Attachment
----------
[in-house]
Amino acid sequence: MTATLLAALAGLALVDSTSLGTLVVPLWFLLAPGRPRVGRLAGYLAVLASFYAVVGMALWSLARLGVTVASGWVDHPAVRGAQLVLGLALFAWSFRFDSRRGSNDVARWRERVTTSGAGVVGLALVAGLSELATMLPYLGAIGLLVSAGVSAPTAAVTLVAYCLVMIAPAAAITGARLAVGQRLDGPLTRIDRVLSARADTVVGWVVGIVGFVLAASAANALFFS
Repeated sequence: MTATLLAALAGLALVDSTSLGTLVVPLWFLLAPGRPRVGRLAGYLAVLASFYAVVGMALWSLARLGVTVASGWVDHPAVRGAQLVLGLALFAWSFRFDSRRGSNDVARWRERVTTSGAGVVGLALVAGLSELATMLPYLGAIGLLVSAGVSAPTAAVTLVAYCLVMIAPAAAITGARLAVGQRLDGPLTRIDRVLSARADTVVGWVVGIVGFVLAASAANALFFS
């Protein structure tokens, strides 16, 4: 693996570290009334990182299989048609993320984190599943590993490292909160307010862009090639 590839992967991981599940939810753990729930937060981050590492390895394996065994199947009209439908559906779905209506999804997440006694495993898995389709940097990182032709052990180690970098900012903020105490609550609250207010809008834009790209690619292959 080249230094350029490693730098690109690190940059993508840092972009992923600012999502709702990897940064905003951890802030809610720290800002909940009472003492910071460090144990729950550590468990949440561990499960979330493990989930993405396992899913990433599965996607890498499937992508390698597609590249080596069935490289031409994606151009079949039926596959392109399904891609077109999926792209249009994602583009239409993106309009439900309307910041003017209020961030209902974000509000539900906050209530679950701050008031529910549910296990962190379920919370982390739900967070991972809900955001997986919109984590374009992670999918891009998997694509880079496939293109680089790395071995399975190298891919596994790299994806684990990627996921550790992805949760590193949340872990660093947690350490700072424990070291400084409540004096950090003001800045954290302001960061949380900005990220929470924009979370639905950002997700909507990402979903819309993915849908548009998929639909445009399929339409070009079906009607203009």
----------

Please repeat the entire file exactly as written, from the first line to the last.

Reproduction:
[in-house]
Amino acid sequence: MTATLLAALAGLALVDSTSLGTLVVPLWFLLAPGRPRVGRLAGYLAVLASFYAVVGMALWSLARLGVTVASGWVDHPAVRGAQLVLGLALFAWSFRFDSRRGSNDVARWRERVTTSGAGVVGLALVAGLSELATMLPYLGAIGLLVSAGVSAPTAAVTLVAYCLVMIAPAAAITGARLAVGQRLDGPLTRIDRVLSARADTVVGWVVGIVGFVLAASAANALFFS
Repeated sequence: MTATLLAALAGLALVDSTSLGTLVVPLWFLLAPGRPRVGRLAGYLAVLASFYAVVGMALWSLARLGVTVASGWVDHPAVRGAQLVLGLALFAWSFRFDSRRGSNDVARWRERVTTSGAGVVGLALVAGLSELATMLPYLGAIGLLVSAGVSAPTAAVTLVAYCLVMIAPAAAITGARLAVGQRLDGPLTRIDRVLSARADTVVGWVVGIVGFVLAASAANALFFS
């Protein structure tokens, strides 16, 4: 693996570290009334990182299989048609993320984190599943590993490292909160307010862009090639 590839992967991981599940939810753990729930937060981050590492390895394996065994199947009209439908559906779905209506999804997440006694495993898995389709940097990182032709052990180690970098900012903020105490609550609250207010809008834009790209690619292959 080249230094350029490693730098690109690190940059993508840092972009992923600012999502709702990897940064905003951890802030809610720290800002909940009472003492910071460090144990729950550590468990949440561990499960979330493990989930993405396992899913990433599965996607890498499937992508390698597609590249080596069935490289031409994606151009079949039926596959392109399904891609077109999926792209249009994602583009239409993106309009439900309307910041003017209020961030209902974000509000539900906050209530679950701050008031529910549910296990962190379920919370982390739900967070991972809900955001997986919109984590374009992670999918891009998997694509880079496939293109680089790395071995399975190298891919596994790299994806684990990627996921550790992805949760590193949340872990660093947690350490700072424990070291400084409540004096950090003001800045954290302001960061949380900005990220929470924009979370639905950002997700909507990402979903819309993915849908548009998929639909445009399929339409070009079906009607203009």